SUFFERN- The Village of Suffern Board Meeting held on the night of Monday, February 1, and touched on many subjects.
The meeting began with the board’s induction of Joe Russo to the Village Board as a trustee. Although the board’s vote to place a new stop sign on Ramapo Ave. was mildly contentious-a conversation that ended with Police Chief Clarke Osborne speaking out in favor of the move-things began to really heat up when discussing the board’s proposed new Village Ethics Code.
“Ironically, the last time the Village of Suffern adopted an Ethics Code, Nixon was president,” said Village Attorney Daniel Kraushaar in referring to the bill passed in 1971.
Kraushaar continued, “Ethics is the most important thing in government.” The expressed goal of the revised Ethics Code is, “to have a more open, transparent and ethical board.”
Concerns surrounding the lack of said virtues in local government have proliferated in the Rockland County community over the past decade. Suffern aims to set a good example by revamping government accountability through the proposed bill.
However, not everyone was convinced, including local business proprietor and resident, Michael Curley.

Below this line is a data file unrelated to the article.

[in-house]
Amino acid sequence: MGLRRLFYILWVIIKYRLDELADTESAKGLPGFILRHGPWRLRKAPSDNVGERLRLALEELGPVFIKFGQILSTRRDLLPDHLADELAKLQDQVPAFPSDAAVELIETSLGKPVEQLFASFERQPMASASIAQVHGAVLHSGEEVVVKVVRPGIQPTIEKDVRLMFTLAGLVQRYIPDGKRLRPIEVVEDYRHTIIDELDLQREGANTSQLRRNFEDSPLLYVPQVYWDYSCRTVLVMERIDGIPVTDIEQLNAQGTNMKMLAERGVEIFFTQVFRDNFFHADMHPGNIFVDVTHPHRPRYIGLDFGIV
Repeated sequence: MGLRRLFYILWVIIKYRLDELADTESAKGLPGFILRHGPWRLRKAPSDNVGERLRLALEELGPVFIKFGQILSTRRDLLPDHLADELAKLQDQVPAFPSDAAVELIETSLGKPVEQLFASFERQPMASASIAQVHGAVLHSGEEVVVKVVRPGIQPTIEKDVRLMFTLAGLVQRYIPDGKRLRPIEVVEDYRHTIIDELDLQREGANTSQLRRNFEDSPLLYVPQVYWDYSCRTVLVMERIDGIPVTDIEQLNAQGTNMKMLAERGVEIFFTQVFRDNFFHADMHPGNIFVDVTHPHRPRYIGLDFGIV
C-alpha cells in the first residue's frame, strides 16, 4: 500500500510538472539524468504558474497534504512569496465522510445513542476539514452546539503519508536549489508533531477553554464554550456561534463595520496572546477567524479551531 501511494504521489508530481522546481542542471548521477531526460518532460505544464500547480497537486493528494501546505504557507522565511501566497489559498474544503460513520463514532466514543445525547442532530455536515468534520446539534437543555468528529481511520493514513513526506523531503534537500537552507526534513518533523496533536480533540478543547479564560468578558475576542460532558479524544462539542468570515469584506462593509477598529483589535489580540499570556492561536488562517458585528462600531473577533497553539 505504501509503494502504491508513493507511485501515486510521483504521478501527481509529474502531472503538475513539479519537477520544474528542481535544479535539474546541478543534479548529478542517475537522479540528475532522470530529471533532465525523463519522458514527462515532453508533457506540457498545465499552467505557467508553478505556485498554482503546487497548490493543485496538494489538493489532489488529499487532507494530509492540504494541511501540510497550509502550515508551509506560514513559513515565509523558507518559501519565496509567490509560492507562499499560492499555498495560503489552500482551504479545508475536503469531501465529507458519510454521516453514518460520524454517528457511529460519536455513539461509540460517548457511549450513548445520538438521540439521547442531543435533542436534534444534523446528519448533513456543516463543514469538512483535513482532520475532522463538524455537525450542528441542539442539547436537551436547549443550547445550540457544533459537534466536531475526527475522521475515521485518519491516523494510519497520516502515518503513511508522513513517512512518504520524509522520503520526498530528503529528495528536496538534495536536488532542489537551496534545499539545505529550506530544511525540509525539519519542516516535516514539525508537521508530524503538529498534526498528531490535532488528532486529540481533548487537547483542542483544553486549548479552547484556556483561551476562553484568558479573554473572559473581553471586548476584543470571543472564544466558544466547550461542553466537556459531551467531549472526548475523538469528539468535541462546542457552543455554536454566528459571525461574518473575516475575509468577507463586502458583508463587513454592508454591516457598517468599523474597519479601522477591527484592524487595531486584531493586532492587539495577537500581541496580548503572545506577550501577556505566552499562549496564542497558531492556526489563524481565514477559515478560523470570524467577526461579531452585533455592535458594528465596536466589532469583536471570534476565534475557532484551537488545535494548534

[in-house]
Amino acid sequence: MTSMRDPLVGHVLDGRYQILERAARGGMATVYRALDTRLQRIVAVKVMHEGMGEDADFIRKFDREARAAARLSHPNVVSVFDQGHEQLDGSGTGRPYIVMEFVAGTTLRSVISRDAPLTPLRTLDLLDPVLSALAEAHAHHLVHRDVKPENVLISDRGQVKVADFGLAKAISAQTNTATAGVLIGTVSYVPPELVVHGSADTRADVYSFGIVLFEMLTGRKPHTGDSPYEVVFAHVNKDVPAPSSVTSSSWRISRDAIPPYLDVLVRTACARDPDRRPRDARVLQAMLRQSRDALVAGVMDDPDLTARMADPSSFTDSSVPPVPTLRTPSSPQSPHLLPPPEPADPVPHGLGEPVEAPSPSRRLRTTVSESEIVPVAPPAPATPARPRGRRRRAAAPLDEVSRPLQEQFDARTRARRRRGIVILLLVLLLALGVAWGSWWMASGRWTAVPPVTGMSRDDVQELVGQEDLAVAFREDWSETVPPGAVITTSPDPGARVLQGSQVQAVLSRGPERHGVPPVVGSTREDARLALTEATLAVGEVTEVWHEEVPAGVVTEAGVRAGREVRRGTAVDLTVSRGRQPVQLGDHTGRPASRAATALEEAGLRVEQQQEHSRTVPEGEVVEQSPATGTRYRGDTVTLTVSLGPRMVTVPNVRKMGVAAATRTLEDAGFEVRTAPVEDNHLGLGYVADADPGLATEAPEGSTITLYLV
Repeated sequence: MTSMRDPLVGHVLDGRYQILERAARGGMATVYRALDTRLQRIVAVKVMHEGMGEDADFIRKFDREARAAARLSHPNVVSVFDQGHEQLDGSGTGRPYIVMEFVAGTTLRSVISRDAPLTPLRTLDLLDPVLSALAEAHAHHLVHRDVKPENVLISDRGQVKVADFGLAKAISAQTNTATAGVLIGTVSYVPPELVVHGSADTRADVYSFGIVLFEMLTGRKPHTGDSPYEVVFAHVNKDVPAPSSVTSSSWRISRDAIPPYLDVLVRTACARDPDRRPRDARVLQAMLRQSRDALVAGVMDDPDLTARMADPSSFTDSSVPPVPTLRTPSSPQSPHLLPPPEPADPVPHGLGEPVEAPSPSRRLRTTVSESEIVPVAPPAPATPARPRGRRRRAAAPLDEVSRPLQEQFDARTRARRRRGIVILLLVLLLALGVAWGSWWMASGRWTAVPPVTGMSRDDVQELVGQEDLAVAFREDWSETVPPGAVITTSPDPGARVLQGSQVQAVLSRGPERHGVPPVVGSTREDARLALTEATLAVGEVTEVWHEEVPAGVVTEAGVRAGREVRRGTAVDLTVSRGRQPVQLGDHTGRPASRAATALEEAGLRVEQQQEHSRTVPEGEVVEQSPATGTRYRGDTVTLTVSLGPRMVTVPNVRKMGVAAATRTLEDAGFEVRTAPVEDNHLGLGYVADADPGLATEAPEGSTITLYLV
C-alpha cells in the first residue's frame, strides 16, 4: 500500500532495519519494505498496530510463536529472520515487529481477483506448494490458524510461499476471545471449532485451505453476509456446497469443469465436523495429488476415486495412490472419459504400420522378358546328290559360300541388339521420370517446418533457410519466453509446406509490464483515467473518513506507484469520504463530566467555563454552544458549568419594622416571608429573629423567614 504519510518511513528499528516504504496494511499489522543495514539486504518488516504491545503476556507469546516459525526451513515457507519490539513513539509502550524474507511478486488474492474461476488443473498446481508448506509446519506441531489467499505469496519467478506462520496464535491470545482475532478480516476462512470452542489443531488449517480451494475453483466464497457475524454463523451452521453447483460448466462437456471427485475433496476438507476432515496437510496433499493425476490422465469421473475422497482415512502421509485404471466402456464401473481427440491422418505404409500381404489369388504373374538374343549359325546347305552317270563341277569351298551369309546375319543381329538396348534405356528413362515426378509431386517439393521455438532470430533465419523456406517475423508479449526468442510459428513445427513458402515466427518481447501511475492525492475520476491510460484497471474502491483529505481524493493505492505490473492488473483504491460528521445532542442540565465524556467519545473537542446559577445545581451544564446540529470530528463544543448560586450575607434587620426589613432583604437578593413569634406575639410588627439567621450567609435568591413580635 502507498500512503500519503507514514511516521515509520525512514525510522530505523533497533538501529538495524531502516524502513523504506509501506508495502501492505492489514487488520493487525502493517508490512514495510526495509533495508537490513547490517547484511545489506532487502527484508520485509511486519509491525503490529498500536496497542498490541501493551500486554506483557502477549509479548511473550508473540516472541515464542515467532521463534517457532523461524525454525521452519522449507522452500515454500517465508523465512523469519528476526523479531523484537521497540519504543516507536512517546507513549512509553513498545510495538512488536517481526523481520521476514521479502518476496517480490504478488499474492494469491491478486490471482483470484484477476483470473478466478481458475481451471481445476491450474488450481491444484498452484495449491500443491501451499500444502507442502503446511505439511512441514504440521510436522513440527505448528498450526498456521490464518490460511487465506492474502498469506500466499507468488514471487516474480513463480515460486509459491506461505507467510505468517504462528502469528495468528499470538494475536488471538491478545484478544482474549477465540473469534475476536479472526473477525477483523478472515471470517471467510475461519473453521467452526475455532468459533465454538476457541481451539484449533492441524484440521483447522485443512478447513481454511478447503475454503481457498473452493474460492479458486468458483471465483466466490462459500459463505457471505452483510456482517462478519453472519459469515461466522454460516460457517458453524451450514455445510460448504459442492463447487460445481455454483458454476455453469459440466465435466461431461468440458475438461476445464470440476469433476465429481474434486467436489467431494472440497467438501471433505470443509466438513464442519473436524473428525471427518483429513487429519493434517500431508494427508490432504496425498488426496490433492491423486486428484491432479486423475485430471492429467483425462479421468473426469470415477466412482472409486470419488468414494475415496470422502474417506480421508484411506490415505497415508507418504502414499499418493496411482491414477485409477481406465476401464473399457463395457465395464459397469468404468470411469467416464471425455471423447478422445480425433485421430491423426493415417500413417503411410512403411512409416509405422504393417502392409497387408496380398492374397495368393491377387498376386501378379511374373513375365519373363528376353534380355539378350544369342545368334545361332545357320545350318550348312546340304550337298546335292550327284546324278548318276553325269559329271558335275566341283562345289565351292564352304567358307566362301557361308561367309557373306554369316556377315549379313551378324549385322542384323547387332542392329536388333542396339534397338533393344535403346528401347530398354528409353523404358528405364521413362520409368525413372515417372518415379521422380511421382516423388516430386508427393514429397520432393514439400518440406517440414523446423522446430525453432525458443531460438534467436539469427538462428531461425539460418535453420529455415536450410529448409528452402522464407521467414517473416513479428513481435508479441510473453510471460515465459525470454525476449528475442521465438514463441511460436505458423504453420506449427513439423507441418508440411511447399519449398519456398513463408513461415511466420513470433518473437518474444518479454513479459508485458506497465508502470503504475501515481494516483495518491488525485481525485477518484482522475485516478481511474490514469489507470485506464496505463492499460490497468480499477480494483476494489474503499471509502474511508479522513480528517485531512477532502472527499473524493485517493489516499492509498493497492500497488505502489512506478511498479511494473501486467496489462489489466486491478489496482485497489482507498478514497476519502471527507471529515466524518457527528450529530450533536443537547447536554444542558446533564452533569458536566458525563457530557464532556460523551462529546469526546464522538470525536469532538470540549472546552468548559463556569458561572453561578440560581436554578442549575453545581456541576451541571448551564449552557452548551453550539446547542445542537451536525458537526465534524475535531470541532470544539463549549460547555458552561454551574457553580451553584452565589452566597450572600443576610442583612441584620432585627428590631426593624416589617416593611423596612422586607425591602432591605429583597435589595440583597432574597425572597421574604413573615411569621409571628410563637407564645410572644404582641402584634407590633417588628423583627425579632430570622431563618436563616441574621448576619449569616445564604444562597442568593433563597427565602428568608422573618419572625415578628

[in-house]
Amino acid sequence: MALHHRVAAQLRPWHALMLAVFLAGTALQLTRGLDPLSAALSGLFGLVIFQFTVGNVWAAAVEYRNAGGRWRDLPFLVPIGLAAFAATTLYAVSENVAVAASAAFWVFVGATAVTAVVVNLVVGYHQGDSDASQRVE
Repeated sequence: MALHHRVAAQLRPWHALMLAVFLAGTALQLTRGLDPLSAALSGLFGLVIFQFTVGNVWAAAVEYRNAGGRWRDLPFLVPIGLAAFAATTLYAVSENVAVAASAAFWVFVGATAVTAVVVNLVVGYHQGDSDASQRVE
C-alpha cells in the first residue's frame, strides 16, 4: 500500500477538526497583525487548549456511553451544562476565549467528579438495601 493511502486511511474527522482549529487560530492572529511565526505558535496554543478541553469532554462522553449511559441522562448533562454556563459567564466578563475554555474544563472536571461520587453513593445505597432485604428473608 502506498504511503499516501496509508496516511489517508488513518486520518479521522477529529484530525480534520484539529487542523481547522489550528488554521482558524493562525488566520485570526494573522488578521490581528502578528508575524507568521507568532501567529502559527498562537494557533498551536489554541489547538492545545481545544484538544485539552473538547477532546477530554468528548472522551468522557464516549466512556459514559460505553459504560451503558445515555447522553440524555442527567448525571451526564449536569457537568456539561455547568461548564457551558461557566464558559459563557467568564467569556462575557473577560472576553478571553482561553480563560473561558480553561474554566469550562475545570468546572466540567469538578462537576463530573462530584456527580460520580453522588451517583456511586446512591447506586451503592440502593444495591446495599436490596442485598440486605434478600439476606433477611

Curley cited specific concerns about Section 22.4 of the proposed revisions to the Ethics Code, which prohibits village employees such as elected officials and consultants from filming or recording each other without the subject’s consent.
Kraushaar defended this by explaining that situations have arisen in other municipalities where actions such as those have created problems.
As cited by Curley, one example of a situation in which the recording of one public official by another in Rockland County became helpful to the public was when Melissa Reimer became a whistleblower on Ramapo town government. Reimer, the former supervisor of fiscal services for the town, had been in contact with the federal government prior to the FBI raid of Ramapo Town Hall in 2013 with information she had been gathering about Ramapo’s questionable financial activities.
Under the new Code of Ethics for the Village of Suffern, what she had done recording other government officers may be prohibited going forward.
The genesis of the suggestion likely stems from the Clarkstown case wherein Legislator Frank Sparaco surreptitiously recorded Councilman Frank Borelli and former candidate for Highway superintendent Dennis Malone allegedly attempting to strike a deal with him for his support of Malone.
Though this tape arguably led to Sparaco’s own downfall, it is not clear that the public would have been better off if it had never been made.
The final vote on the ethics bill will be at the next Village of Suffern Board meeting on March 7.